It's not what you play. It's not how you play. It's the fact that you're playing that counts.

                      New website now live - www.andrew-gilbert.com

                      Current instruments: Roland Atelier AT900 Platinum Edition, Yamaha PSR-S970, Kawai K1m
                      Retired Organs: Lots! Kawai SR6 x 2, Hammond L122, T402, T500 x 2, X5. Conn Martinique and 652. Gulbransen 2102 Pacemaker. Kimball Temptation.
                      Retired Leslies, 147, 145 x 2, 760 x 2, 710, 415 x 2.
                      Retired synths: Korg 700, Roland SH1000, Jen Superstringer, Kawai S100F, Kawai S100P, Kawai K1

                      Comment


                      • #13
                        Originally posted by andyg View Post
                        There are thousands out there and I have to disagree with KC9UDX here, a lot of the non Hammonds are very definitely worth getting and they don't cost more than a Hammond console would, quite the opposite in fact.
                        This must be dependant on locale. I see a lot of Wurlitzers and unidentified spinets from the early solid state era (read 'junk') selling for $200 and up whilst Hammonds that don't start with A or B, or are called Aurora, tend to go for free. Ironically I never see the lousy sounding transistor Hammonds except in the trash. And I still can't figure out why Auroras go for big bucks.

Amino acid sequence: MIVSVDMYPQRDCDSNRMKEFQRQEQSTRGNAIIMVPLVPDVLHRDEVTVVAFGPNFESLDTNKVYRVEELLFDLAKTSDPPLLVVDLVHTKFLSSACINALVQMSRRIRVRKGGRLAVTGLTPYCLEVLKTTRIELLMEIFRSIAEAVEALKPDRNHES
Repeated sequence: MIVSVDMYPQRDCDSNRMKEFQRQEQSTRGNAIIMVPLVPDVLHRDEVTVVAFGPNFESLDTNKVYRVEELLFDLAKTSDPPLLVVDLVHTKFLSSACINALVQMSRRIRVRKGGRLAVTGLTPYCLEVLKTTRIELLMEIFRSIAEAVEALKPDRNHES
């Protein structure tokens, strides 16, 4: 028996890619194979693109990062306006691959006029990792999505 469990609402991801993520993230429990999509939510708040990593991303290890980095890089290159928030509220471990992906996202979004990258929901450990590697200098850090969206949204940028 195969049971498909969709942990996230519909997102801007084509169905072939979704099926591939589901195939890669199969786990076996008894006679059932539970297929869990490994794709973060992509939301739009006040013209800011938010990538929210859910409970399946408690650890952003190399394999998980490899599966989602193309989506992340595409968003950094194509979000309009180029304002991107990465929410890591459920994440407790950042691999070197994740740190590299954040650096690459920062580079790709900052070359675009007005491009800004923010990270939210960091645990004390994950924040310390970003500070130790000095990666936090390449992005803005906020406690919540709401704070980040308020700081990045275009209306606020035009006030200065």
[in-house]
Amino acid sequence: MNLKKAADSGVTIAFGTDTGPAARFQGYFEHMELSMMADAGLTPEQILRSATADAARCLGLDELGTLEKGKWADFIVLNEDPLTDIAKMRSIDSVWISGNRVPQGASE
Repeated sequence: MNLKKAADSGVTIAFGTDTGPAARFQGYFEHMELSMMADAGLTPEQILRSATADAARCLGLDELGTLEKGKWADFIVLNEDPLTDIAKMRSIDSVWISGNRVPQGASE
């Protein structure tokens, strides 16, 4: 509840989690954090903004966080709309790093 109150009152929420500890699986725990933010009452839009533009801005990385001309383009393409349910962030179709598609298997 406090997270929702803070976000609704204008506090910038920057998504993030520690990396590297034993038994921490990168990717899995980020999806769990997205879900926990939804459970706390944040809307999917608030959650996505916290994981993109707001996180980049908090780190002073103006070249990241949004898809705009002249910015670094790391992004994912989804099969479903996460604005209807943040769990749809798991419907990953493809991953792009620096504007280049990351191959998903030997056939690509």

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                        • #14
                          I think I’m going to take a look at the organ the guy want to give away. Is there anything I should check to make sure everything works and I won’t have to attempt major repairs? The church organ in question probably wouldn’t have any kind of percussion would it?

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                          • #15
                            1) check every stop, every function, every key and pedal. listen for unwanted hums and buzzes, and any other noises. Sniff for any unusual smells, like burning! If there's a problem, just walk away.

                            2) no, it won't have percussion
                            It's not what you play. It's not how you play. It's the fact that you're playing that counts.

                            New website now live - www.andrew-gilbert.com

                            Current instruments: Roland Atelier AT900 Platinum Edition, Yamaha PSR-S970, Kawai K1m
                            Retired Organs: Lots! Kawai SR6 x 2, Hammond L122, T402, T500 x 2, X5. Conn Martinique and 652. Gulbransen 2102 Pacemaker. Kimball Temptation.
                            Retired Leslies, 147, 145 x 2, 760 x 2, 710, 415 x 2.
                            Retired synths: Korg 700, Roland SH1000, Jen Superstringer, Kawai S100F, Kawai S100P, Kawai K1

                            Comment